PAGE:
My husband is 47 or something like that. I keep forgetting how old he is or I don't want to remember:) Anyway, I asked him to write a program for me. He learnt web development, Angular, React, Bootstrap, etc. and all that web cr..p, pardon me, frameworks in a month. Before that for over 15 years he was hard core C++, programming database engines. I must mention though he is a genius. What I want to say that if the person's brain is wired for programming and they know the core/foundations of how everything works, they can pick up new stuff very fast. He can't make a nice looking app though. To him if an app looks like a Unix command prompt, it's good enough :)

Answer
Date:
Correct:No

It’s not a dead-end. But yes you would face lots of problem once you are 40 and trying to search for a job.

Most of the companies try to hire younger developers as they don’t have any commitments or responsibilities towards family as they do not have wife or kids. A person of 40 will have lots of responsibilities on his shoulders like wife, children, parents, etc. Moreover, the experienced developers need to take leaves very often to compensate their social responsibility. They might be having medical issues like B.P., Diabetes, Depression, etc. as seen in the IT sector employees due to lots of pressure of deadline.

Second thing, the productivity of younger developers could be higher than the older developers because the younger generation has more energy However, the experienced person can be more productive because of his experience and he could do the work with less code and in less time.

So, yes. At the age of 40, it is tough to find a job as a software developer. But, if you agreed upon lesser salary compared to your skills and experienced you can get job. In short, you need to compromise on any part to get a job after 40 in the Software development sector.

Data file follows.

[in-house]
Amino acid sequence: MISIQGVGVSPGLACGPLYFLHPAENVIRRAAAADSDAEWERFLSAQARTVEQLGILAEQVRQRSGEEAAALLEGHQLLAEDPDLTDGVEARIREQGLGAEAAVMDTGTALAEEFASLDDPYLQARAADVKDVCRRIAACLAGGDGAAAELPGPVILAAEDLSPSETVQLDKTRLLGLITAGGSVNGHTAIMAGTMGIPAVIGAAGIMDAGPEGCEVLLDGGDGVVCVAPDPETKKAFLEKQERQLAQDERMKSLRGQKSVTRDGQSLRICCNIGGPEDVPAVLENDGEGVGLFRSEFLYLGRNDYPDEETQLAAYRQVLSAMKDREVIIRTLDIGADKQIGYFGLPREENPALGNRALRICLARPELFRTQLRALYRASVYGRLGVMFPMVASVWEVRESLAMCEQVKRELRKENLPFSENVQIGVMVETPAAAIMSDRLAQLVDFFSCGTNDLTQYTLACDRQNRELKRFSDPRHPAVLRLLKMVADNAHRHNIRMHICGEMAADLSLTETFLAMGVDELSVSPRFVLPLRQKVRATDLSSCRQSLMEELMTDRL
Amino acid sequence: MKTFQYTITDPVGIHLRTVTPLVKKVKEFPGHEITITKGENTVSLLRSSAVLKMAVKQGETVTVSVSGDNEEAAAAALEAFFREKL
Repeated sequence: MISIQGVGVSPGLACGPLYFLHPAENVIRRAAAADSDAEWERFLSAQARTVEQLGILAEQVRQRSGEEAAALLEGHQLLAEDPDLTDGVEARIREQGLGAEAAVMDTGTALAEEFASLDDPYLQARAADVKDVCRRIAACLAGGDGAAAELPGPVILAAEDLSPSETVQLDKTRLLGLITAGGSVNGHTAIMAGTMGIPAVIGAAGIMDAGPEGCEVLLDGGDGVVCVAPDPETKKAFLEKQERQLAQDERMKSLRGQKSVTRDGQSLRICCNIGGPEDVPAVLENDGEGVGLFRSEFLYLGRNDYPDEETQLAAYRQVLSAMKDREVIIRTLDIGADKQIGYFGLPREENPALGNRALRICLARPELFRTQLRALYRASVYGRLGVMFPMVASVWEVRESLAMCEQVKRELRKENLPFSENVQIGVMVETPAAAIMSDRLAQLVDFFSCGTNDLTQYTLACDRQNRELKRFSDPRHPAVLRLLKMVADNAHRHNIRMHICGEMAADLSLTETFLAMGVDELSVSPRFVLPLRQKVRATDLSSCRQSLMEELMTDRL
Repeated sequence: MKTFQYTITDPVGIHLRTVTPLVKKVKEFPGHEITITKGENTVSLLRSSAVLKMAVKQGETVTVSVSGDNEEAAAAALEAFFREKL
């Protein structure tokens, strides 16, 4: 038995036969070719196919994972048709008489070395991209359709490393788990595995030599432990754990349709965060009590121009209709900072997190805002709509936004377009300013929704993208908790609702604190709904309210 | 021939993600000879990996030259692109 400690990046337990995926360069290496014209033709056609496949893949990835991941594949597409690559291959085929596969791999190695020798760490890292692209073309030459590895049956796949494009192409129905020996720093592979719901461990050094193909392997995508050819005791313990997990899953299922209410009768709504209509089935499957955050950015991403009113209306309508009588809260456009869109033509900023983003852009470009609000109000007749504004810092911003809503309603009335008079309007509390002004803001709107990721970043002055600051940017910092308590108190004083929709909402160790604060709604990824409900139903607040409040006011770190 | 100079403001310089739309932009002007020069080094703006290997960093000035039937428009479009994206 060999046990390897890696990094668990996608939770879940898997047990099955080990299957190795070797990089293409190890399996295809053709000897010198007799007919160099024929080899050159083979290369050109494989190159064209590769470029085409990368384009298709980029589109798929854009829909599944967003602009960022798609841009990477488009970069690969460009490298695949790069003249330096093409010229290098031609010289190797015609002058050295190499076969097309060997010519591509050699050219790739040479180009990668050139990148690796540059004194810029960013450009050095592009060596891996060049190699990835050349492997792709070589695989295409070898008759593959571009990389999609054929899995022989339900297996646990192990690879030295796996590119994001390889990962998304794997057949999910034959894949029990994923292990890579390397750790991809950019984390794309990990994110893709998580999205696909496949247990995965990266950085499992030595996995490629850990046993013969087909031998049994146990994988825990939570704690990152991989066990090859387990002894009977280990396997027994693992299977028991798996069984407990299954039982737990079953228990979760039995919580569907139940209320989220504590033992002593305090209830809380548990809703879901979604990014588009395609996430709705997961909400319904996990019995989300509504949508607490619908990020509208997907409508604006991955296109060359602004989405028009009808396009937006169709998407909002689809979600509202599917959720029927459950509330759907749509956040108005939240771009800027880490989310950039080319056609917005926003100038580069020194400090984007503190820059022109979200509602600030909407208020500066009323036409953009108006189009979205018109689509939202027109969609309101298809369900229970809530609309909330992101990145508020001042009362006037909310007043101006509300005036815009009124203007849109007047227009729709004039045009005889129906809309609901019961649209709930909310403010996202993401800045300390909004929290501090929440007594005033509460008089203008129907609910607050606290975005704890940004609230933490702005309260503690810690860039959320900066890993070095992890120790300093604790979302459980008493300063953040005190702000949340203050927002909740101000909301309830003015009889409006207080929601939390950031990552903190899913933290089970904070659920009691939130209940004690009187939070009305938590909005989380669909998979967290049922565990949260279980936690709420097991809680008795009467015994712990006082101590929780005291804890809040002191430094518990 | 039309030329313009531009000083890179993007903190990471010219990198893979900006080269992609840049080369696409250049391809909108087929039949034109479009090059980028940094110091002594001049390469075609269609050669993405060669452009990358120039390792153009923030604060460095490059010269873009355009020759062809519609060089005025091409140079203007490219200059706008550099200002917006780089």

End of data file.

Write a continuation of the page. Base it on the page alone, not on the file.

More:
Answer
Date:
Correct:No

Mid-50s here. I no longer have any intentions of working for a startup or any trendy company of which I am not an owner.

There are 3 simple paths for an over-50 software engineer, all of which are fine:

(1) Find a job maintaining legacy code in the language you used when you were starting out. I cannot begin to tell you how high the demand is for programmers fluent in: COBOL, Perl, RPG, and I am sure there are more. It may not be “sexy” but man, will you be appreciated.

(2) Do consulting work. When you bid for a consulting job, especially a complex one, nobody cares about your age

(3) Create a solution for something at a price point nobody else can match and use economies of scale - web-based solutions are key here but it can also be canned software. I do this at one of the companies in which I am a partner. It is not yet my primary income source, but I expect it to be soon. The thing about technology startups that few people get is that if you have a good solution, salespeople are a dime a dozen and will work on (mostly) commission if they see how good your product is. Just make sure it is actually good.